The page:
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Now that we've discussed blood, we're beginning our look at how it gets around your body. Today Hank explains your blood vessels and their basic three-layer structure of your blood vessels. We're also going over how those structures differ slightly in different types of vessels. We will also follow the flow of blood from your heart to the capillaries in your right thumb, and all the way back to your heart again.

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Introduction: The Circulatory System 00:00
Blood Vessel Structure: Tunica Intima, Tunica Media, Tunica Externa 2:10
Types of Blood Vessels 3:44
Capillaries Structure & Function 5:25
How Blood Flows From Capillaries to the Heart 7:01
Review 8:39
Credits 9:03


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  Introduction (0:00

No doubt about it, your heart is a champion. It electrifies itself, it maintains your blood pressure, it keeps your blood moving, and it's got, like, a nice shape you can put some chocolates inside of and give to people you like.

But the circulatory system is much, much more than just that pump, because the heart also needs a network to actually send all that blood through, right? Cue the blood vessels! Although it's easy to think of them as a glorified plumbing system for your body, that's not a very good analogy. These aren't just passive tubes made merely to carry liquid around, like the pipes behind your walls of your home. Blood vessels are actually active, dynamic organs, capable of contracting and expanding as they deliver oxygen and nutrients to cells throughout the body, carry away waste products, and do their part in maintaining that all-important blood pressure.

You already know about the three major types of blood vessels: the arteries that carry blood away from the heart, the veins that bring it back, and the little capillaries that act as the transfer station between the two. But you've also got arterioles, which are like mini-arteries that branch out into those capillaries, and venules, the smallest vein components that suck blood back out of the capillaries and merge into the larger veins that head home to the heart.

And it's quite an incredible journey, really. If all your blood vessels could be strung together in a single line, they'd stretch out over for 100,000 kilometers. That's like, (if you... and then... and carry the two...) That's like two and a half times around the earth. And together, this extensive network forms a closed system that begins and end at the heart.

That means that all five or so liters of blood in your body are contained within it at all times, unless you're bleeding, which I hope you're not. If you prick a finger and watch a drop of blood pop up, you know that you've nicked a blood vessel and that blood is leaking out of its closed system. Likewise, if you slam your shin against the corner of a coffee table on your way to the bathroom and an hour later you see a big, nasty bruise forming, then you know you've damaged your blood vessels again because bruising is internal bleeding, usually into loose connective tissue. And if you're embarrassed about that shriek you let out when you bumped your leg and you start to blush, well that's your blood vessels too, expanding just to say "hello."


Blood vessels are another great example of how anatomy and physiology go together like peanut butter and jelly; how they look and what they do go hand in hand.

 The Basic Three-Layer Structure of Your Blood Vessels (2:17)

Most of your blood vessels share a similar structure, consisting of three layers of tissue surrounding the open space, or lumen, that actually holds the blood. Anatomists call these layers tunics, and the innermost section is called the tunica intima, which should be pretty easy to remember, because you know, it, like, has intimate contact with the lumen. It's like your circulatory underpants. The cool thing about this layer is that it contains the endothelium, which you may remember is made up of simple squamous epithelium tissue and is continuous with the lining of the heart. These cells form a slick surface that helps the blood move without friction.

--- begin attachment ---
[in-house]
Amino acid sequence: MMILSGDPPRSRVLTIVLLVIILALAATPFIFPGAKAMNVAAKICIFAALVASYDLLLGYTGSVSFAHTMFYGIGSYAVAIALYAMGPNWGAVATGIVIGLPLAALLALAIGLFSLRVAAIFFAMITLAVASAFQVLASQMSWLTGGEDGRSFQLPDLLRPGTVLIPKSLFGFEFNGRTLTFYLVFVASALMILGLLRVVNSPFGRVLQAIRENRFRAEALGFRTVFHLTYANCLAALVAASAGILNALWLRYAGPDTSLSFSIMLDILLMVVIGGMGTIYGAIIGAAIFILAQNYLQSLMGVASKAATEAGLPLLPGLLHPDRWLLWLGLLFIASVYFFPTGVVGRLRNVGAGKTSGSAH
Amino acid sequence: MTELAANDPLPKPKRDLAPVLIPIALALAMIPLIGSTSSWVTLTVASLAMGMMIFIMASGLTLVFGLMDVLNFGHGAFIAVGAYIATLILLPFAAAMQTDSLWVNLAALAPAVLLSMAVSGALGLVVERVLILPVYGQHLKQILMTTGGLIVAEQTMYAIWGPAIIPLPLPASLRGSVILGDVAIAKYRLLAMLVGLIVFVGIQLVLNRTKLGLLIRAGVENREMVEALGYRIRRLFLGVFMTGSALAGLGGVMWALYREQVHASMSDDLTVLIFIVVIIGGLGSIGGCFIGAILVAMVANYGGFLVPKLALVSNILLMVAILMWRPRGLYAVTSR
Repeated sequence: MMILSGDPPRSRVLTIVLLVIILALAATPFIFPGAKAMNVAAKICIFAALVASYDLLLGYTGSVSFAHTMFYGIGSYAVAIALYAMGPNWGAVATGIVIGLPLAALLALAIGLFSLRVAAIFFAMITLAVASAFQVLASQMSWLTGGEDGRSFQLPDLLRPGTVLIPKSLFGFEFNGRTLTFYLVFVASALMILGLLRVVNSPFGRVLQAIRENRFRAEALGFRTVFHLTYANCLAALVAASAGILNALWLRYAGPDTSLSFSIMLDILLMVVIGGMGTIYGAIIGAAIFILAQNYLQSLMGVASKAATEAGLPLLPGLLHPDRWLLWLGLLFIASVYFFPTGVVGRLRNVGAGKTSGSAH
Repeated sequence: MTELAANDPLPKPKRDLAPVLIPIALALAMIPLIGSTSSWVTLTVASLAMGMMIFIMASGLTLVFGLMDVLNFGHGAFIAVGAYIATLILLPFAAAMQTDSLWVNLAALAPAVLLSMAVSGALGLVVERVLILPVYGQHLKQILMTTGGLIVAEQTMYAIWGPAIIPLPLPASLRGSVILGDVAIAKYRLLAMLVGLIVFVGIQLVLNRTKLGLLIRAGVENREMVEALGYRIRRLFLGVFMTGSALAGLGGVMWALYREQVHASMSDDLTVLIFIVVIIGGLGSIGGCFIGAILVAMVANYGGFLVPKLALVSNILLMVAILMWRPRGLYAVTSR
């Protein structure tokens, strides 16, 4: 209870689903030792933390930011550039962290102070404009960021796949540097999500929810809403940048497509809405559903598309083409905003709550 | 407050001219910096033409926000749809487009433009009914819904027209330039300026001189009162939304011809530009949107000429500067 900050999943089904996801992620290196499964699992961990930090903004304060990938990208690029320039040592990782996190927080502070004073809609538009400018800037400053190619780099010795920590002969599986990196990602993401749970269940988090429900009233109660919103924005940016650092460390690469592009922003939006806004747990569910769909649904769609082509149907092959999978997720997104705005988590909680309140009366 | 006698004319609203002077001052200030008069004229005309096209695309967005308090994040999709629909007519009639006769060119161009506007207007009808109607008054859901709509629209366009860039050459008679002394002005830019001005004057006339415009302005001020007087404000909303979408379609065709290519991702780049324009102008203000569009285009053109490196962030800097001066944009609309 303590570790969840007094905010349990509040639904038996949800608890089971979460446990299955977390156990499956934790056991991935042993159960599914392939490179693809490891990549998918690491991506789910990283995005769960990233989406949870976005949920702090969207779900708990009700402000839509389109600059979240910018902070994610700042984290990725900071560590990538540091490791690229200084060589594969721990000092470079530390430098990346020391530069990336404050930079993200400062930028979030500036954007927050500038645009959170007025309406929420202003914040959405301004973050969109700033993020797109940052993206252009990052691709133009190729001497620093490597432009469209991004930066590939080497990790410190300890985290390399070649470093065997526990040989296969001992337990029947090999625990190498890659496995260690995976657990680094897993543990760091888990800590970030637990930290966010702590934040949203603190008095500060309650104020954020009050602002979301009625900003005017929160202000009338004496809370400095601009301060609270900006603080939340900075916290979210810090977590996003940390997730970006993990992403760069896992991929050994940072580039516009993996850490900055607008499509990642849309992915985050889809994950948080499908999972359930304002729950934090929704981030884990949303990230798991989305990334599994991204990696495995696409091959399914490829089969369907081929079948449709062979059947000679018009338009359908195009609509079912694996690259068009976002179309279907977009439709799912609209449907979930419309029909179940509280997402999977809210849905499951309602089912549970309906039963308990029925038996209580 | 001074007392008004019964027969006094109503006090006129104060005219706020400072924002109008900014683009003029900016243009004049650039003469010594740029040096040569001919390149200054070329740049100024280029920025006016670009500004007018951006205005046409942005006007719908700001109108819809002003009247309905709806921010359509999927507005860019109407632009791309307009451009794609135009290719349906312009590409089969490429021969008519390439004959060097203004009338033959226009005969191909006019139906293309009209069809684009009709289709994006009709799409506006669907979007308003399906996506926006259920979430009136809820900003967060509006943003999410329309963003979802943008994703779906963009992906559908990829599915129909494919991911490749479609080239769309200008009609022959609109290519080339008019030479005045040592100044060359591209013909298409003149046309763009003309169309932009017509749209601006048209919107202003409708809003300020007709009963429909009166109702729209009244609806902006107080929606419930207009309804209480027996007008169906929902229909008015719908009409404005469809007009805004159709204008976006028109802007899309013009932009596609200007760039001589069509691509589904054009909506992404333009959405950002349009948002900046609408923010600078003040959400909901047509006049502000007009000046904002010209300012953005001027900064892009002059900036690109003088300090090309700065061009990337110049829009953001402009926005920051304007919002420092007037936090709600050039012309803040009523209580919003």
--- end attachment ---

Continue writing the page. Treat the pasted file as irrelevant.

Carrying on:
Surrounding the tunica intima is the middle layer, the tunica media, which is made of smooth muscle cells and sheets of the protein elastin. That smooth muscle tissue is regulated in part by the nerve fibers of the autonomic nervous system, which can decrease the diameter of the lumen by contracting this middle layer during vasoconstriction or expand it by relaxing during vasodilation. And that right there should tell you that the tunic media plays a key role in blood flow and blood pressure, because the smaller the diameter of the blood vessel, the harder it is for blood to move through it - kinda like trying to drink milk through a cocktail straw versus a soda straw.

And finally, the outermost layer of your blood vessels is the tunica externa; it's like an overcoat, if that coat were made mostly of loosely woven collagen fiber. Actually, if your coat happens to be made of leather, it is made of collagen; and like a coat, this outer layer is what protects it and reinforces the whole blood vessel.

 Different Types of Vessels (3:36)

Now the ratio of the thicknesses of these three layers varies between blood vessels of different types because, guess what? Yes, form follows function. Let's take a look.

Say you're gearing up for a big tournament of thumb wrestling, or what is been called the "miniature golf of martial arts." How does blood move through your system, its circulatory loop, to get from the heart to your champion right thumb-flexing muscle, the flexor pollicis brevis, and back again? 

 The Flow of Blood from Your Heart to Capillaries (3:59)

Well, you will remember from our lessons on the heart that blood leaves the left ventricle through the aorta, the biggest and toughest artery in your body, roughly the diameter of a garden hose. The aorta and its major branches are elastic arteries; they contain more elastin than any other blood vessel type, so they can absorb the large blood pressure fluctuations as blood leaves the heart. What's more, that elasticity actually dampens that pressure so that big surges don't reach the smaller vessels, where they could cause damage. This is really where that whole pipe analogy falls apart. These arteries are really more like balloons, they're pressure reservoirs, able to expand and recoil with every heartbeat. If they were rigid like pipes, they would eventually leak or burst after being battered by so many waves of pressure.